I have a number of related questions on how the quaternion exponential map can be defined, and in trying to read up on the topic I've gone down a rabbit hole in fields I have no background in. I apologize in advance if my terminology is off here; I'll try to summarize what I know to clarify my questions.
- Do both the set of imaginary quaternions and the set of unit quaternions parameterize $SU(2)$ via the exponential map? The classical axis-angle mapping shows that the unit quaternions do, so that seems sufficient proof in that case. For the imaginary (but not necessarily unit) case, I think that the exponential map should still work since the scaling of the quaternion relative to a unit pure quaternion provides the same information as a unit quaternion with nonzero real part.
- Is it true that each of the following three sets constitutes a Lie group: The set of unit quaternions, the set of imaginary quaternions, and the set of all nonzero quaternions?
- According to Wikipedia, the exponential map defined as above should coincide with the exponential map defined for the Riemannian manifold of the quaternions, but it's not clear to me how to define the appropriate metric for this to be the case. For the unit quaternions, the tangent space at 1 is just the imaginary quaternions; for non-unit quaternions, isn't the tangent space the same? But in that case, since the definition of the Lie exponential map says that the exponential of a quaternion is defined according to a subgroup whose tangent vector at the identity is q, if q is not pure imaginary then how do we define the exponential? I'm generally confused about how we can see the correspondence between the Lie and Riemannian exponential maps for quaternions. Is the tangent vector in this case just some scaled version of the imaginary part of the quaternion?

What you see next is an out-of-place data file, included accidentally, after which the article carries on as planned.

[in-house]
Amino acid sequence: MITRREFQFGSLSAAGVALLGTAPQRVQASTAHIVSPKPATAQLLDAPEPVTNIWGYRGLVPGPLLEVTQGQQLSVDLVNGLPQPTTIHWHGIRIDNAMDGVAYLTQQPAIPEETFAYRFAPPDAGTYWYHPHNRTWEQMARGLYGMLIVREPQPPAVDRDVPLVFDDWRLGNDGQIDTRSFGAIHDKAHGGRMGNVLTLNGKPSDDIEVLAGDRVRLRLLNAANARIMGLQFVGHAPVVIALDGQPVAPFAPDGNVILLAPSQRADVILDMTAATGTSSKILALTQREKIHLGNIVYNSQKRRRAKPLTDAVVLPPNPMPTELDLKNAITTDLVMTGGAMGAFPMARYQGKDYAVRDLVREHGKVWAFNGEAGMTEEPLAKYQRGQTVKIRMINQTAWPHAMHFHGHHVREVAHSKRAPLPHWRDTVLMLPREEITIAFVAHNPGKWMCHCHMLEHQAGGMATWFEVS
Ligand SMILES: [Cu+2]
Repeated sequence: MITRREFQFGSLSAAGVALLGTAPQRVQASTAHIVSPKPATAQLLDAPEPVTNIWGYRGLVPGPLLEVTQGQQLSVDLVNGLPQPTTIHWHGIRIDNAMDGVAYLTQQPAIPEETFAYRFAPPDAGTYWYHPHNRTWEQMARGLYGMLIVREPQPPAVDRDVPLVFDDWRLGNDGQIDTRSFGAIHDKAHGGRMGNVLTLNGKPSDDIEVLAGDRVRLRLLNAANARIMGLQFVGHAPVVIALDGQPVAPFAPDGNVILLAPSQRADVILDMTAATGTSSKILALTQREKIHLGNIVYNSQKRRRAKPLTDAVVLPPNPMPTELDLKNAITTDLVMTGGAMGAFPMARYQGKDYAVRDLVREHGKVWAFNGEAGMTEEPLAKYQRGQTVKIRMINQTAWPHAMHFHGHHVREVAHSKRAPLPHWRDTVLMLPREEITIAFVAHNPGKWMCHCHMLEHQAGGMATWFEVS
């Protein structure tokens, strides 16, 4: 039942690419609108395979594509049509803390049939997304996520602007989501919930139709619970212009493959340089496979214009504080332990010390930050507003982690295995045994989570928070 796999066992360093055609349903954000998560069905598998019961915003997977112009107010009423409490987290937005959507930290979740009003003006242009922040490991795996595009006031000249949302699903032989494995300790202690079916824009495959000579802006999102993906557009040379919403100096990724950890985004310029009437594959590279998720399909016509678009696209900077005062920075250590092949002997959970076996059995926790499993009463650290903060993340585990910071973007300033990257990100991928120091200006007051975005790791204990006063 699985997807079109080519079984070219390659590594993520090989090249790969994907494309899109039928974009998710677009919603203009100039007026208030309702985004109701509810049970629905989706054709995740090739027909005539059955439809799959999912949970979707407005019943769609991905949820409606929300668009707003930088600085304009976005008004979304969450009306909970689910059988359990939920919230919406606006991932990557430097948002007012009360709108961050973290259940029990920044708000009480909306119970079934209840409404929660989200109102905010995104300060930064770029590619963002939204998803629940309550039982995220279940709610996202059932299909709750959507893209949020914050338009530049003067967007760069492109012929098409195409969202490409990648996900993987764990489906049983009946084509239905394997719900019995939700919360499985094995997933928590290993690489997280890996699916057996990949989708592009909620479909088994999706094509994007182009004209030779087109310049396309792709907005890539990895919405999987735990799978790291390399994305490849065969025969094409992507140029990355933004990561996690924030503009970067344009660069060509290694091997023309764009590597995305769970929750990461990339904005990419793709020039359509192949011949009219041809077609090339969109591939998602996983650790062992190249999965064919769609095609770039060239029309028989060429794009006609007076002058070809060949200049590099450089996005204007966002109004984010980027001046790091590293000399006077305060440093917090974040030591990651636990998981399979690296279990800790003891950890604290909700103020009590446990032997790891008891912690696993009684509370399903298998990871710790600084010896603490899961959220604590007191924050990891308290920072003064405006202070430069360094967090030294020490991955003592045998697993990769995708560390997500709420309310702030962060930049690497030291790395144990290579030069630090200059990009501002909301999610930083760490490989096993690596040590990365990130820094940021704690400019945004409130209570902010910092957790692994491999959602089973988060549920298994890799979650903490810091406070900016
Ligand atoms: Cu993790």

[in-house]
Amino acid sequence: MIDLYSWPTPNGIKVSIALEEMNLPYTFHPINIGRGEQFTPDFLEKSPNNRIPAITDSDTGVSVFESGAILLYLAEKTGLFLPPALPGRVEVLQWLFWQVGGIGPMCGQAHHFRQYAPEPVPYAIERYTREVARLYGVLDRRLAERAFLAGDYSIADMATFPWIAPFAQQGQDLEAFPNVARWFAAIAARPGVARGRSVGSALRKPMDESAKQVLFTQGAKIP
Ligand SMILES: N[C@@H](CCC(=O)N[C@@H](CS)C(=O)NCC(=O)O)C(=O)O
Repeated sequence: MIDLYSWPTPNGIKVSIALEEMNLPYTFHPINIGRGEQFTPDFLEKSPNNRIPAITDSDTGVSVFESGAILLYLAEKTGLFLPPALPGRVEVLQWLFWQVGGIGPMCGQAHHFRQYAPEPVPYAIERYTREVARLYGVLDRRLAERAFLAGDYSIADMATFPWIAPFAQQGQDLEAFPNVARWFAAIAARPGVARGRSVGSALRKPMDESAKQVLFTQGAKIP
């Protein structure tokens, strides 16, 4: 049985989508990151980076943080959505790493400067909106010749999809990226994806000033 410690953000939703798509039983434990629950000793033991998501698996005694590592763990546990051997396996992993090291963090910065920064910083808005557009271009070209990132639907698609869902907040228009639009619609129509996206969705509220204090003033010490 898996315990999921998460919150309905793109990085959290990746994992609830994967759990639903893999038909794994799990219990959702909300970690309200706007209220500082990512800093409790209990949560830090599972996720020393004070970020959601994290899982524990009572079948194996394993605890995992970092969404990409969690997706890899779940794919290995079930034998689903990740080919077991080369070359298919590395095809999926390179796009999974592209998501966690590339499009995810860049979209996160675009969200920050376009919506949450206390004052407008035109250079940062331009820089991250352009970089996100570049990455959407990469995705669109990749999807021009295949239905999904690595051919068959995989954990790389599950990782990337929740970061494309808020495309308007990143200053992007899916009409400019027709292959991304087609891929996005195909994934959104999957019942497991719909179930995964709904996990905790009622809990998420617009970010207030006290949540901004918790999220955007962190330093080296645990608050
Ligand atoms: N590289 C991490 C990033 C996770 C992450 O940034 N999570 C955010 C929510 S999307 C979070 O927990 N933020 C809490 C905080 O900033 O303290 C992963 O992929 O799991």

- Finally, if we can define the Riemannian exponential map as above to coincide with the Lie exponential map, the formula for quaternions that I have seen suggests it should be defined as $q*exp(d)$. What does this mapping mean, and how does it relate to the Riemannian exponential map? Also, is this definition still meaningful for non-unit quaternions?